Without getting into too much detail, for me, religious practice is a little complicated. In part, it involves desperately avoiding any organized religous services (despite being fairly active members of our religious community and ostensibly intending to attend services regularly). But sometimes, when I get it together to to get to services and really pray, really concentrate, if the stars align, I experience moments of searing spiritual connection. I crave this stuff. I also find it utterly boring and soul-sucking.
But throughout my childhood (which had a similar pattern, though I couldn’t get out of going to church…), and now my adult religious life (there was about a 15 year gap of angry atheism in there — strictly speaking for my own atheism here, in no way implying angry is a general feature of atheism), I have loved singing at religious services. I’m not a highly trained singer, but I was a decent alto. I learned by singing with my family as a kid how to harmonize, and I loved picking out lower harmony parts, fitting my voice into the group and letting go.
But for the last year and a half or so, I’ve hated singing. Services drove me even more nuts because I didn’t feel like I could participate in the one part I somewhat reliably enjoyed. My voice sounded so much like a woman’s voice and I hated that so I just quit singing. And then, as testosterone slowly started to lower my voice, I couldn’t find my way around. I haven’t experienced a complete loss of vocal control, or a loss of my ability to match pitch, but I have felt a sort of disorientation. My range is constantly shifting, and for a long time my vocal range didn’t really fit comfortably in with an alto range or a tenor.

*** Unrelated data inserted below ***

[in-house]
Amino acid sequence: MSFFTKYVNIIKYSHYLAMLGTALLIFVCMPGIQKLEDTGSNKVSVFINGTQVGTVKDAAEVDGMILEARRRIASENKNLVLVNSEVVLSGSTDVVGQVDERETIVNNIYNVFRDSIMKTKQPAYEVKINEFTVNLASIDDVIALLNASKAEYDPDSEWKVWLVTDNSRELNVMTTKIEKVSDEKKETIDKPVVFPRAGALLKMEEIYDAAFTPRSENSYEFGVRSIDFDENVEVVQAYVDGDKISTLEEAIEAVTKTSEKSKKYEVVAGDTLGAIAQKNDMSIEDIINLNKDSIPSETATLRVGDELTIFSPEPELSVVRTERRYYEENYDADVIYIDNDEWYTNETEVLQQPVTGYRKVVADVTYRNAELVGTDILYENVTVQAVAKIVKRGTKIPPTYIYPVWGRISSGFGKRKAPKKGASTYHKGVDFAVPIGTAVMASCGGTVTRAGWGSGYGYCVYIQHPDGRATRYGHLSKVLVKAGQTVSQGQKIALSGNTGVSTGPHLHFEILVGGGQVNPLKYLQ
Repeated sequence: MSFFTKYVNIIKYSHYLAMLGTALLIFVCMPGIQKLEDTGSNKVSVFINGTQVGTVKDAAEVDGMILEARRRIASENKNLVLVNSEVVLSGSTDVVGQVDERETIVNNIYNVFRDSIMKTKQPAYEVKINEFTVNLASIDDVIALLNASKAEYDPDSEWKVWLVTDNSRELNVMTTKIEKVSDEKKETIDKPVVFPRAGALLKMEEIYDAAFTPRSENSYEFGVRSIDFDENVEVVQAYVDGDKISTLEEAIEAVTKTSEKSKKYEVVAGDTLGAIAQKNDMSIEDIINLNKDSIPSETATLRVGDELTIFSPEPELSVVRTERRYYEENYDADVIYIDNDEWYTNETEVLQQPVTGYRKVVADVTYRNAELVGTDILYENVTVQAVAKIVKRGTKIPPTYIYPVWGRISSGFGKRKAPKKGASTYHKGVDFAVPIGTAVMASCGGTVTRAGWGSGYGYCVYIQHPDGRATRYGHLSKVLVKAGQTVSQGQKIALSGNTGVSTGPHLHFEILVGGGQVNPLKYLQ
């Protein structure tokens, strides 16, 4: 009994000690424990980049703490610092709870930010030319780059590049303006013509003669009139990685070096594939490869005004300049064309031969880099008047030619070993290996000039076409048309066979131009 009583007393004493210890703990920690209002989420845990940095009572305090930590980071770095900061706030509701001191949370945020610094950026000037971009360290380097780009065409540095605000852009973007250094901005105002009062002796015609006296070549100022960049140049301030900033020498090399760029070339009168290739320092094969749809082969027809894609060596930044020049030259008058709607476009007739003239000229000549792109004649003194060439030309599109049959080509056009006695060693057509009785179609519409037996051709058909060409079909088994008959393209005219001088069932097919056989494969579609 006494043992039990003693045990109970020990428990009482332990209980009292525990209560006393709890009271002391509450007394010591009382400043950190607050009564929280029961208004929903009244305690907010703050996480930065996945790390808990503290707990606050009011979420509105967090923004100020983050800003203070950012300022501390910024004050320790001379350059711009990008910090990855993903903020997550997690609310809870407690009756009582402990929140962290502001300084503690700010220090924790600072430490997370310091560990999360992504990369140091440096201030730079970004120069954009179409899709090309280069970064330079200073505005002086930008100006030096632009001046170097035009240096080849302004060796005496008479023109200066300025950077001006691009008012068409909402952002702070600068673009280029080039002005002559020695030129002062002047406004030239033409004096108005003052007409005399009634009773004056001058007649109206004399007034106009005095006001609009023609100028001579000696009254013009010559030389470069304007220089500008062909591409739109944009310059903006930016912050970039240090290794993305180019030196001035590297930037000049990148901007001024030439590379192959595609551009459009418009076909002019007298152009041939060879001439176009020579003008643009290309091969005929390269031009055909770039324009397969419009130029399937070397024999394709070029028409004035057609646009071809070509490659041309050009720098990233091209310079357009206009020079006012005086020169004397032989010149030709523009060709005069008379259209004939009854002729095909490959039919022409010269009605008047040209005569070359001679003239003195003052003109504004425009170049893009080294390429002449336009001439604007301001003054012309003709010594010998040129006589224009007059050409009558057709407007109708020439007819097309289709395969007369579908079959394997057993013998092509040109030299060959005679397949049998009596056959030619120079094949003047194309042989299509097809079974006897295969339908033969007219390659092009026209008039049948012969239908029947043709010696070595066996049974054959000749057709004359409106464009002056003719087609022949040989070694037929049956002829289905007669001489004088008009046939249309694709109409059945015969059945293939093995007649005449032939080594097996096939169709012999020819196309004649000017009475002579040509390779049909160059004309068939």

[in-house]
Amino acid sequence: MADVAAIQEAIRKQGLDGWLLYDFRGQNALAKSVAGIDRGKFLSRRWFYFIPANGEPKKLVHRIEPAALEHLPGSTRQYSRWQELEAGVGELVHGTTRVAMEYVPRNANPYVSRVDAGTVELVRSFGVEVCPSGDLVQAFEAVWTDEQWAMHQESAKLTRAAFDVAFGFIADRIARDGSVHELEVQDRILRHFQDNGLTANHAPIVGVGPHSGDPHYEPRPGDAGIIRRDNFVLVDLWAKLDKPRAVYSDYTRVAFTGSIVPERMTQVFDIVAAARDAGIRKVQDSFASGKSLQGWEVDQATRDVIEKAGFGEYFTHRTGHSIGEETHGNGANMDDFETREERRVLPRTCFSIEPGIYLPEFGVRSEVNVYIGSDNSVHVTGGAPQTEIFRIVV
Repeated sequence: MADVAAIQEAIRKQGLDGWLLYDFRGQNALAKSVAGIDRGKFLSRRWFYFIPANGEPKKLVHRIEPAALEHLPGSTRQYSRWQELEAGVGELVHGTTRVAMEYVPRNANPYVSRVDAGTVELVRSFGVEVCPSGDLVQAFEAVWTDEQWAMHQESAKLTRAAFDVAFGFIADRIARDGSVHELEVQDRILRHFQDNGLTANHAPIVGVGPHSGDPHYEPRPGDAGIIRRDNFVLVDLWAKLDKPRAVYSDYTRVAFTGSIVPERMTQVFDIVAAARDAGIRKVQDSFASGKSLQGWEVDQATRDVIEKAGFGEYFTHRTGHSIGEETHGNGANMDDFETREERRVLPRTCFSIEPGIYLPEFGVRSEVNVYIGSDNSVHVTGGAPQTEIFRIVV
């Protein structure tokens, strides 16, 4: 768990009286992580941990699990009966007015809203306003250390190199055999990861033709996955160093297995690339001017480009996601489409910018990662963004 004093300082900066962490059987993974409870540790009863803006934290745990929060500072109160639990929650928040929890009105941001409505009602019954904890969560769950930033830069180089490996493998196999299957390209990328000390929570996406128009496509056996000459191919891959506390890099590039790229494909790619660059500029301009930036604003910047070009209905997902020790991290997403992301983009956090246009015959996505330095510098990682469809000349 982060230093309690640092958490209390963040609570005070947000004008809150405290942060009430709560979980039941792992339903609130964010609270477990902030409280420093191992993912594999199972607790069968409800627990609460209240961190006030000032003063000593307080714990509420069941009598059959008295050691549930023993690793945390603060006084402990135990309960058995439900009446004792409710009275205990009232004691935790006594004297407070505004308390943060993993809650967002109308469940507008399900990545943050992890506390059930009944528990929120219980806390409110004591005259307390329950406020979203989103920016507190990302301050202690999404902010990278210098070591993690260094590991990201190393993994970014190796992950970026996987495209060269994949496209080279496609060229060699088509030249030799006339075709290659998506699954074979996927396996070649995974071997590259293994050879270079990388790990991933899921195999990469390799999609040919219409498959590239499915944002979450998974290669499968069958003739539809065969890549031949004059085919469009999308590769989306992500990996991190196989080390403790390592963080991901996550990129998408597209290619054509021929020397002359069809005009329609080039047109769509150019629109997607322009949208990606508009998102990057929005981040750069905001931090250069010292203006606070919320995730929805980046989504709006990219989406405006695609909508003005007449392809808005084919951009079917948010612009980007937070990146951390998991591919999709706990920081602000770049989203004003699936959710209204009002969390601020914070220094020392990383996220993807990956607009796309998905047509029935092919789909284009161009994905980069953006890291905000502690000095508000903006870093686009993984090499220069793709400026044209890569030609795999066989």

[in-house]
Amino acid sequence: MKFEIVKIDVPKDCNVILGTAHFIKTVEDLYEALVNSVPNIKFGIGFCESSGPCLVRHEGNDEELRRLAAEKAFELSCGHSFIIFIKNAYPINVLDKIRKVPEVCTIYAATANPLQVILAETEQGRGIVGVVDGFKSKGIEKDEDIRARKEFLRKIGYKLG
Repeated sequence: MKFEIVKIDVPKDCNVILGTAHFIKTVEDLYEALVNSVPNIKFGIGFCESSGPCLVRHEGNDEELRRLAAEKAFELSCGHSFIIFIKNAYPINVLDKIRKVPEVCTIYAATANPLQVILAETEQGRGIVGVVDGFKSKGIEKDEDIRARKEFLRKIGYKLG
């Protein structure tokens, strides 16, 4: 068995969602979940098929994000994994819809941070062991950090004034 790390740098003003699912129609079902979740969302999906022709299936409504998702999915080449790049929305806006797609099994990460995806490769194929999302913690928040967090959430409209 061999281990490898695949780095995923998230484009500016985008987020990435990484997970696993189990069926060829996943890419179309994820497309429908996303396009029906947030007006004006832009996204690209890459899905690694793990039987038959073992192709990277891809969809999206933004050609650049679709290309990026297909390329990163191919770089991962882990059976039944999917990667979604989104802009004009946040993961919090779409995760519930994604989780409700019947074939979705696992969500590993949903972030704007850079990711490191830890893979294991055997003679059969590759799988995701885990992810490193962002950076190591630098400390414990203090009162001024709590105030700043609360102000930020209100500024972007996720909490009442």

But this year, at Rosh Hashana and Yom Kippur services, I sang.
Our religious community (a havurah, sort of like a very tiny synagogue without a rabbi) is small and lay led**. We’re a little unpredictable. On any given week, it’s not a guarantee we’re going to sing all that well, because you never know who is going to lead or who is going to show up. It’s a small group, and in a small group I feel self-conscious about my voice. But at high holidays, the singing is awesome. Our numbers increase 10 or 20 fold. The leaders go out of their way to prepare good music. This year, there were enough of us that I could slip into the background, fit my voice into the others, and sing. It was such a rush to hear my voice joining in with the men’s voices. It was wonderful to feel like my voice, even if it cracked sometimes and wasn’t exactly that nice round baritone I imagine in my head, was my own.
** If you are in the Cambridge/Somerville MA area, and are a trans(*) Jew, and haven’t found a place you feel comfortable, you might consider checking us out. For all our idiosyncrasies (and we have many, some of them quite charming), our community has grown into a truly comfortable place to be trans and Jewish, and has real leadership from trans members.